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    #1

    A Confucius Proverb

    Hello Everyone,

    Confucius, the greatest thinker in about 2000 years ago in ancient China, thinks fame, wealth, high status, and prosperity should be obtained through hard work and legal means. Those from illegal and shamless ways are regarded as humble and fragile by him. Therefore, he raises the following proverbs: 不义富且贵,于我如浮云.

    I have tried to translate the sentence this way: High status and wealth through immoral means are regarded as floating cloud by me.

    浮云( floating cloud) is a metaphor, emphasizing here that positions and prosperity obtained through illegal ways can't last long, which is shameless and worthless, regarded by the author.

    I am wondering here if you can give your opinions here on my translation and if you can present a meaning similar, which suits way of English thinking?

    Regards

    Sky

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    #2

    Re: A Confucius Proverb

    (NOT a teacher) Perhaps a somewhat similar proverb in English is "Ill gotten goods never thrive" or "Ill gotten goods seldom prosper."


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    #3

    Re: A Confucius Proverb

    Hi!

    What about this:

    High status and wealth acquired through immoral means are always under a cloud and don't pay.

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    #4

    Re: A Confucius Proverb

    Quote Originally Posted by TheParser View Post
    (NOT a teacher) Perhaps a somewhat similar proverb in English is "Ill gotten goods never thrive" or "Ill gotten goods seldom prosper."
    What do you mean by "Ill gottern "?

  1. roseriver1012's Avatar
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    #5

    Re: A Confucius Proverb

    if you post this on tianya forum, you may get much better responses.

  2. Offroad's Avatar
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    #6

    Re: A Confucius Proverb

    Quote Originally Posted by sky753 View Post
    What do you mean by "Ill gottern "?
    Ill-gotten:
    Obtained in an evil manner or by dishonest means: ill-gotten gains.

    example:
    what is got over the Devil's back is spent under his belly.

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    #7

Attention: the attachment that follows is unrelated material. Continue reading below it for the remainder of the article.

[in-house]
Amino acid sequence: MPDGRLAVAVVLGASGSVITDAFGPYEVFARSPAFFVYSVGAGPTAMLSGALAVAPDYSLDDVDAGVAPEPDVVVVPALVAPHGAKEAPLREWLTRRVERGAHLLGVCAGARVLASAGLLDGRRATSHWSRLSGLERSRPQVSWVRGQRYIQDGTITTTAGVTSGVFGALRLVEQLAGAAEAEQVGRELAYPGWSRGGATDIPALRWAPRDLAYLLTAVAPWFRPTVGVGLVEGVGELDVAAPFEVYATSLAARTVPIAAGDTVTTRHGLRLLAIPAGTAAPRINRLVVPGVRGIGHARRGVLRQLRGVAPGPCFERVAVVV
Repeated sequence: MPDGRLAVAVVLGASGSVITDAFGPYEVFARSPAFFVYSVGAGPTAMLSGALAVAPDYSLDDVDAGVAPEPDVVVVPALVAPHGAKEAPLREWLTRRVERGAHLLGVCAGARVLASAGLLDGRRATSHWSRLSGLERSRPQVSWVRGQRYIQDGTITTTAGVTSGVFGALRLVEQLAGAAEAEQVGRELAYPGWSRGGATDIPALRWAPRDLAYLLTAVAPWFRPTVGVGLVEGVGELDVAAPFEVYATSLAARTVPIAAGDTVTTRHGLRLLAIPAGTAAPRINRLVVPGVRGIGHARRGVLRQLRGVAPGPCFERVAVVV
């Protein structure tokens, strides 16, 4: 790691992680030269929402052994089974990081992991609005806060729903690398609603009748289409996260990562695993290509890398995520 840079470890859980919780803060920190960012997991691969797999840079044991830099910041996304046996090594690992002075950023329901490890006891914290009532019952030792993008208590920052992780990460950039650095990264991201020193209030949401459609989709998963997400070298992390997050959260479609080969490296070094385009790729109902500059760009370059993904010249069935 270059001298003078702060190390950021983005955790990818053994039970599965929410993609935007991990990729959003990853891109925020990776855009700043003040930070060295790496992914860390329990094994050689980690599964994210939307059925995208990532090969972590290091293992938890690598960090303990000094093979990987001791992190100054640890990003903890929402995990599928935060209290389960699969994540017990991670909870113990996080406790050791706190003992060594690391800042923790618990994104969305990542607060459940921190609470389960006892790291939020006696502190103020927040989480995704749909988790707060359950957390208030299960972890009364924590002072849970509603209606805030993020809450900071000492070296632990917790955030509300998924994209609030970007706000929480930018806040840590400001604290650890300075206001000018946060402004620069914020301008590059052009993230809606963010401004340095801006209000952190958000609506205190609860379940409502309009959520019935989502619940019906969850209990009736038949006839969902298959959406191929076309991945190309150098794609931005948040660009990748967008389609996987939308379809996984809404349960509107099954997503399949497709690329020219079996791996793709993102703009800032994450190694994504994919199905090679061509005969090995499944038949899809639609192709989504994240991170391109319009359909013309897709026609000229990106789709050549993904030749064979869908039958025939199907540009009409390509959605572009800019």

Exclamation Re: A Confucius Proverb

    Quote Originally Posted by sky753 View Post
    Hello Everyone,

    Confucius, the greatest thinker in about 2000 years ago in ancient China, thinks fame, wealth, high status, and prosperity should be obtained through hard work and legal means. Those from illegal and shamless ways are regarded as humble and fragile by him. Therefore, he raises the following proverbs: 不义富且贵,于我如浮云.

    I have tried to translate the sentence this way: High status and wealth through immoral means are regarded as floating cloud by me.

    浮云( floating cloud) is a metaphor, emphasizing here that positions and prosperity obtained through illegal ways can't last long, which is shameless and worthless, regarded by the author.

    I am wondering here if you can give your opinions here on my translation and if you can present a meaning similar, which suits way of English thinking?

    Regards

    Sky
    I have tried to draw a distinction between real/true and unreal/untrue.

    High status and wealth through immoral means are unreal and temporary having no substance but there is no end to real things earned through one's hard labor and sacrifice.
    Last edited by sarat_106; 25-Dec-2009 at 08:03.

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    #8

    Re: A Confucius Proverb

    Quote Originally Posted by TheParser View Post
    (NOT a teacher) Perhaps a somewhat similar proverb in English is "Ill gotten goods never thrive" or "Ill gotten goods seldom prosper."
    ill gotten goods is a proper version for spoken Chinese 不义之财, which can be roughly translated as property obtained through illegal and immoral means! Your sentence, I think, is a good translation for the Chinese proverb!

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